Every now and again, there is a relatively obscure figure in history who deserves to have his 15 minutes of fame. Given our discussion a few weeks ago, where we looked at the number of TR editions published between Erasmus and the Elzevir, it seemed appropriate to feature our friend Brian Walton.
The first work to systematically collect variant readings of the Greek New Testament was the London Polyglot Bible (1655-1657) by Brian Walton (1600-1661). The work contained Robert Estenne’s Greek text from the 1550 edition (better known as Stephanus’s Greek text) and recorded at the bottom of the page variant readings from Codex Alexandrinus. Eldon Epp explains: “[Codex] Alexandrinus, which had come to light in 1627, was assigned the symbol ‘A’ by Walton and was a major factor in the now increasing activity of collecting variant readings and displaying them in critical editions of the Textus Receptus.” In the sixth volume Walton inserted an appendix prepared by Archbishop Ussher of variant readings from fifteen different sources. (Wegner 210-211)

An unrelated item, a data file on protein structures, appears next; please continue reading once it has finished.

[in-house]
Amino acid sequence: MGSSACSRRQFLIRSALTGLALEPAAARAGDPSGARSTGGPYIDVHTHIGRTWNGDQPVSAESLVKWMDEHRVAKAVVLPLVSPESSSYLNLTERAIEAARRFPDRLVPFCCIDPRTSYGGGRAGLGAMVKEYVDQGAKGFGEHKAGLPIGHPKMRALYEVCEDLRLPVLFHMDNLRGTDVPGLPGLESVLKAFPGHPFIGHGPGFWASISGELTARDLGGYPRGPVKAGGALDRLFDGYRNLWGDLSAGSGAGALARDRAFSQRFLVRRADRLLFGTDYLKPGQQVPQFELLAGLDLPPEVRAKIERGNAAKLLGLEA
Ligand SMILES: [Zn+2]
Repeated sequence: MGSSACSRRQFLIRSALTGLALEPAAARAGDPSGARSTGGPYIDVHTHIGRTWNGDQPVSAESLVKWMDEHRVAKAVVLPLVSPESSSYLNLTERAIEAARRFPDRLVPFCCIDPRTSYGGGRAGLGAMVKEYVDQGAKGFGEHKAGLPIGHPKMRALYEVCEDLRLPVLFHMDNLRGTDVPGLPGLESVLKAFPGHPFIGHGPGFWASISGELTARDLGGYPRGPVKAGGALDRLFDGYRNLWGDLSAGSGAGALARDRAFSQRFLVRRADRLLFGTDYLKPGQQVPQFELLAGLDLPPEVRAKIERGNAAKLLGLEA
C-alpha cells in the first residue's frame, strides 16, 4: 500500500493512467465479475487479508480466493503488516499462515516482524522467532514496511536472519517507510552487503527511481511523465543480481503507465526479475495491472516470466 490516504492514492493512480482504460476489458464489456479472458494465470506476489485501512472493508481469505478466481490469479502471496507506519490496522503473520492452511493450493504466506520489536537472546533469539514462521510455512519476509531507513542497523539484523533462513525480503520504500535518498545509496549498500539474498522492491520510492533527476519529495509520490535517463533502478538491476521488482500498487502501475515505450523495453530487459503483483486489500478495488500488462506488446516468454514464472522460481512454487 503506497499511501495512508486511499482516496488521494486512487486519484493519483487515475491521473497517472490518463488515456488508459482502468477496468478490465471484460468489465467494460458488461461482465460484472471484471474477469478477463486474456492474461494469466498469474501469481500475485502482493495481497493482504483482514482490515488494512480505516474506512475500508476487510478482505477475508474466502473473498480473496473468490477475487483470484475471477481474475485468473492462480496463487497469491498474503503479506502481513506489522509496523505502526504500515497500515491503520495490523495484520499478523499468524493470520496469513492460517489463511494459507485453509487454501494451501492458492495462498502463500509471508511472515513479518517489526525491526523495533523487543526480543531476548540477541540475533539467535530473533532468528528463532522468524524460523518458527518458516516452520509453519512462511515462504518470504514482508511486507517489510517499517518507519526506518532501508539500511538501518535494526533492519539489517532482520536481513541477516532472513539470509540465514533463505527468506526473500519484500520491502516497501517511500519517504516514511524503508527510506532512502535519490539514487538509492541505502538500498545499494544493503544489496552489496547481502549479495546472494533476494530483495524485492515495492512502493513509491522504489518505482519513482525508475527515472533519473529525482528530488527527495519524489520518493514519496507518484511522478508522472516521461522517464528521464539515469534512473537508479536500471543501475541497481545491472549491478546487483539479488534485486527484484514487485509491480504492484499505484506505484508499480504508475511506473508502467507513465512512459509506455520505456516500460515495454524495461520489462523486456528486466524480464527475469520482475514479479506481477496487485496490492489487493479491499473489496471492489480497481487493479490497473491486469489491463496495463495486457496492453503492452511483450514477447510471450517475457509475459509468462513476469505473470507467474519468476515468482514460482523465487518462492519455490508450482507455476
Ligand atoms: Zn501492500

A couple of observations:
1. Walton was using the Stephanus text, which we observed earlier is one of the 23 (though practically more like 14) editions of the Received Text published between 1516 and 1678. Technically, Walton’s edition brings that number 24.
2. Walton produced a critical edition of the Stephanus “Recieved Text” comparing it to an Alexandrian text manuscript (Codex Alexandrinus [A]).
3. One of Walton’s contributors included Archbishop James Ussher (of “Annals of the World” fame).
4. All of this was happening around 1627 –a mere 16 years after to the publication of the Authorized Version (KJV); 50 years before the work of John Mill’s critical text and over 250 years before the publishing of Westcot and Hort’s critical text.